While much has been written about the tremendous opportunity the current federal estate tax laws provide for individuals with assets over $5 million (including our August 2012 newsletter), little attention has been paid to individuals with estates of a lesser value who live in New Jersey. If you are one of those people, congratulations, New Jersey has the worst state estate tax regime in the country. Our great state not only has one onerous death tax, but two – the New Jersey Estate Tax and the New Jersey Inheritance Tax. The New Jersey Estate Tax is the better known of the two taxes. The tax is imposed on estates of individuals with assets over $675,000. Amounts passing to a surviving spouse, however, are exempt from the tax. While the tax rates imposed in New Jersey are lower than the federal estate tax rates, they can still be quite significant. In fact, through a strange quirk in the law, the rates start as high as 37% on the first $52,174 over the exemption, and, thereafter, range from 4.8% to 16%. So, for example, the following taxes will be imposed on New Jersey estates of the following amounts: $33,200 estate tax on a $1,000,000 estate; $64,400 estate tax on a $1,500,000 estate; $99,600 estate tax on a $2,000,000 and a $229,200 estate tax on a $3,500,000 estate. These estate tax amounts are not insignificant, and a prudent individual will consider the effect of the New Jersey Estate Tax when determining whether to make gifts this year or in future years. New Jersey does not have a gift tax regime that mirrors the current federal gift tax. Thus, there is an opportunity to gift away assets of less than $5 million that will not result in the payment of federal gift taxes now and will not be included in the individual’s estate for New Jersey Estate Tax purposes in the future. In other words, the gifted assets will be removed from both the Federal and the New Jersey Estate Tax. Many of the techniques that can be implemented to gift assets to beneficiaries are similar to those techniques described in our August 2012 newsletter. In addition, individuals are able to make gifts of $13,000 ($26,000 for a married couple) to any beneficiary each year without incurring a gift tax. The gift tax also does not apply to any amounts you pay directly to an educational organization for a beneficiary’s tuition or the amounts you pay to a medical institution that provided medical care for the beneficiary. Implementing either the techniques from our August 2012 newsletter or making the gifts described above, even if not necessary at the federal level, can significantly reduce the New Jersey Estate Tax that may be due at your death.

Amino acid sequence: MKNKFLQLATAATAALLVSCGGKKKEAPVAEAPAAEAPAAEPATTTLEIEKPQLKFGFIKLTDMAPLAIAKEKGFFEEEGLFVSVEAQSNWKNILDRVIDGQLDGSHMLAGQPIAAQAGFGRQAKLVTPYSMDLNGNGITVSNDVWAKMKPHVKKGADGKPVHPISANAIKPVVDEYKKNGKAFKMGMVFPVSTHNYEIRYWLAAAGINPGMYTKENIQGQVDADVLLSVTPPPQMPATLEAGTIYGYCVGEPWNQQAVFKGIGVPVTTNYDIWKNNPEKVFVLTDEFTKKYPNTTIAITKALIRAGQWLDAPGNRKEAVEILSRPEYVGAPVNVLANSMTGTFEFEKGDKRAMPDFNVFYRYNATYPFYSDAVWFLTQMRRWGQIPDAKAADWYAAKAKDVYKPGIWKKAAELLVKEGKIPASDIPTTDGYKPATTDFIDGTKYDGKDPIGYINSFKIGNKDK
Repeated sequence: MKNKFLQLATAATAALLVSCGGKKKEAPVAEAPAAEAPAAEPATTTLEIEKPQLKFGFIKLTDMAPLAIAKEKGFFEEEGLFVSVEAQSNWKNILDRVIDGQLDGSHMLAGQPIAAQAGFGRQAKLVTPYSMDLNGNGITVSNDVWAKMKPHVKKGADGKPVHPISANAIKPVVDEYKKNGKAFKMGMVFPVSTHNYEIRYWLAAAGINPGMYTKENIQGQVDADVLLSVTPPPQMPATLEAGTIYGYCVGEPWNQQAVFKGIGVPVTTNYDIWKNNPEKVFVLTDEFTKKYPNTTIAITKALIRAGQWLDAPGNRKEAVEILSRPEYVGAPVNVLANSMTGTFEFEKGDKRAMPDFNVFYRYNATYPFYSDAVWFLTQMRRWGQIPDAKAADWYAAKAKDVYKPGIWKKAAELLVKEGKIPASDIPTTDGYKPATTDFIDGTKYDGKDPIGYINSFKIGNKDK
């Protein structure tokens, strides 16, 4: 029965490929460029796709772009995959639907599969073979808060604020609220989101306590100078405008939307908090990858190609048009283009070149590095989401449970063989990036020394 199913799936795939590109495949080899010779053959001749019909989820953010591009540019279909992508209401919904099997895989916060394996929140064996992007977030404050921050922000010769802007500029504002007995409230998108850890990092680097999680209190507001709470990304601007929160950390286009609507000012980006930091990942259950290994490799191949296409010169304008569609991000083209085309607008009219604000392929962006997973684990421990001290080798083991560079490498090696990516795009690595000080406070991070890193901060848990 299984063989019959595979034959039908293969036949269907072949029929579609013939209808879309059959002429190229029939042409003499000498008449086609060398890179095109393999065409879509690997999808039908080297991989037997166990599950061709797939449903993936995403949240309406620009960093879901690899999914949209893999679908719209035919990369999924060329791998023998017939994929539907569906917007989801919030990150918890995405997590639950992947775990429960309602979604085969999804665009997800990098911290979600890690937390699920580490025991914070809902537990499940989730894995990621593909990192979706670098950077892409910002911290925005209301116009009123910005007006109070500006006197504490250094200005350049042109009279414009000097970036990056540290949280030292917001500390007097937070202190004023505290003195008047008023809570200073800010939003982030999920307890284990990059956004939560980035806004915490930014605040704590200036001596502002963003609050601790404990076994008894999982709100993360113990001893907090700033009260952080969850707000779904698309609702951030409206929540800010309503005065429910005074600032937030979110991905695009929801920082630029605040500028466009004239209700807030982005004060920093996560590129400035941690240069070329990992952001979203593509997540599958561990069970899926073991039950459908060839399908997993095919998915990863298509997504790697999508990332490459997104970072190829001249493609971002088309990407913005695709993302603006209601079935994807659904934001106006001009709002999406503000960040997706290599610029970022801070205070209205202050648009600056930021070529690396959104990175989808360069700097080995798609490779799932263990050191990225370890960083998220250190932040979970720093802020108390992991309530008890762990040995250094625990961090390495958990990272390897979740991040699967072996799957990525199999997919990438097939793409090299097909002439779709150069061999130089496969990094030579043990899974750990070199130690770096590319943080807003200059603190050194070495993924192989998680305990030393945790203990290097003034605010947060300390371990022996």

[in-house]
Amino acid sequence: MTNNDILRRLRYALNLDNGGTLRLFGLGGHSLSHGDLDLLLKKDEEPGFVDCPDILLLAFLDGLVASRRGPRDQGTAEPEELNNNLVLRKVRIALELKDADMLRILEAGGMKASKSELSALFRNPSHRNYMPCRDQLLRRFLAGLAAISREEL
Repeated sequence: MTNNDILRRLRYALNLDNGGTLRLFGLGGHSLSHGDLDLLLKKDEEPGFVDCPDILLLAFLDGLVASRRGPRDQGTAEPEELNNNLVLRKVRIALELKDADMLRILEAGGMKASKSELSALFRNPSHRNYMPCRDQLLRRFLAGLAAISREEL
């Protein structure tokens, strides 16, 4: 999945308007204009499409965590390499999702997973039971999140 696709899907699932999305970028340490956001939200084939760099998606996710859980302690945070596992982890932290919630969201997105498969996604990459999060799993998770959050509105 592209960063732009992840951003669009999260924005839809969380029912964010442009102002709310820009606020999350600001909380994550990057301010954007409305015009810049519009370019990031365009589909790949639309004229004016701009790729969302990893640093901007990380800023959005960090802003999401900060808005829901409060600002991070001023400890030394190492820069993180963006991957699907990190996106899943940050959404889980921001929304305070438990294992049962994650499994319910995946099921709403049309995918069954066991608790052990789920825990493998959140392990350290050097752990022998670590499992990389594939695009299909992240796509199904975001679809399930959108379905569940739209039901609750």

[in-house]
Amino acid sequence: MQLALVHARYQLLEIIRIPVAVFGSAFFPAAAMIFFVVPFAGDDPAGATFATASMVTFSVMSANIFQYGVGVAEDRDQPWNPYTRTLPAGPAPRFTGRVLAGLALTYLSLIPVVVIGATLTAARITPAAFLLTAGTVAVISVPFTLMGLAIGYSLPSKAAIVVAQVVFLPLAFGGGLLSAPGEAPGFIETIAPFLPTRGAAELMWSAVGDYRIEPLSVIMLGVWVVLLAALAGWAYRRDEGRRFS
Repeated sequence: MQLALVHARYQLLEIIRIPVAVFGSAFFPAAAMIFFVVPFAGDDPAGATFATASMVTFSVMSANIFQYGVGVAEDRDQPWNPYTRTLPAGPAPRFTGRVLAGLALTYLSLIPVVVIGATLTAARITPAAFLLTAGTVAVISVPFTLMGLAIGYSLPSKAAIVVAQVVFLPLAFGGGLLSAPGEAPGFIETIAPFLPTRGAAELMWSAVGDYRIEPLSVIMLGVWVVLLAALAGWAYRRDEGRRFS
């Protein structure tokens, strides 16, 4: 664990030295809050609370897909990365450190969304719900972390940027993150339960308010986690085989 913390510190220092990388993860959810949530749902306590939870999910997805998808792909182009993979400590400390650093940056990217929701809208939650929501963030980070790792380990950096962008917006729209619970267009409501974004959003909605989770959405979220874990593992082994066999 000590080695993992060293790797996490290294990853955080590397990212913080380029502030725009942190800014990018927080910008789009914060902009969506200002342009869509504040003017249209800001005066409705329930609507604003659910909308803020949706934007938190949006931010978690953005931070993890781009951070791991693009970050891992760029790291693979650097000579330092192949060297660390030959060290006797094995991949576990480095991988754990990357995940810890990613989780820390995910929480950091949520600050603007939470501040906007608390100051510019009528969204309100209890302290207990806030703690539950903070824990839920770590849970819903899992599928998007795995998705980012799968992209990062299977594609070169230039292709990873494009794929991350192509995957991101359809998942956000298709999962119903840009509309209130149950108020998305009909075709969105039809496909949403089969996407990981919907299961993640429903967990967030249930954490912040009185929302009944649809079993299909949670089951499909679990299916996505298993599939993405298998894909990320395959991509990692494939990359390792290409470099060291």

The lesser known death tax in New Jersey is the Inheritance Tax. The New Jersey Inheritance Tax is less a tax based upon value as it is a tax based upon the relationship between the deceased and the beneficiary. All beneficiaries are assigned to a certain “class.” There are four classes of beneficiaries: Class A, Class C, Class D and Class E (Class B was eliminated in 1963). Depending upon the Class that a beneficiary falls into, there may or may not be a New Jersey Inheritance Tax. Class A beneficiaries include the decedent’s spouse, civil union partner, children, grandchildren, great grand-children, step-children, mother, father or grandparents. Bequests to Class A beneficiaries are wholly exempt from New Jersey Inheritance Taxes. Class C beneficiaries include the decedent’s siblings, half-siblings, son-in-law, daughter in-law, widow of a deceased son, and widower of a deceased daughter. Bequests to Class C beneficiaries are taxed on amounts in excess of a $25,000 exemption to each. The first $1,075,000 over the exemptions, received by Class C beneficiaries, is taxed at 11% and the amount in excess of that figure is taxed at rates from 13% to a maximum of 16%. Class E beneficiaries include tax exempt entities such as charities and not-for-profit organizations. Bequests to Class E beneficiaries are wholly exempt from the New Jersey Inheritance Tax. Class D beneficiaries include anyone who is not a Class A, C or E beneficiary. So, for example, a nephew, niece, cousin, fiancé, best friend or non-civil union partner are all Class D beneficiaries. Bequests to Class D beneficiaries are taxed on the first dollar (unless the bequest is less than $500) at rates of 15% up to $700,000, and 16% in excess of that amount. Example: John is unmarried and has no children. He wishes to leave his $500,000 estate to his niece and nephew. The New Jersey Inheritance Tax due at John’s death is $75,000. While an estate will receive a dollar-for-dollar credit against New Jersey Estate Taxes for amounts paid as Inheritance Taxes, the tax can be extremely onerous. While this tax is generally not a concern for most “nuclear families”, for individuals without children it can be the most burdensome tax of all. The Inheritance Tax also proves far more difficult to plan around than the Estate Tax because, in most cases, clients are more reluctant to embark on a lifetime gifting strategy when the intended beneficiaries are not their spouse or children. However, with some careful planning the effect of the tax can be reduced.
For information about how you can reduce Estate and Inheritance Taxes call our Trust and Estate Department to make an appointment.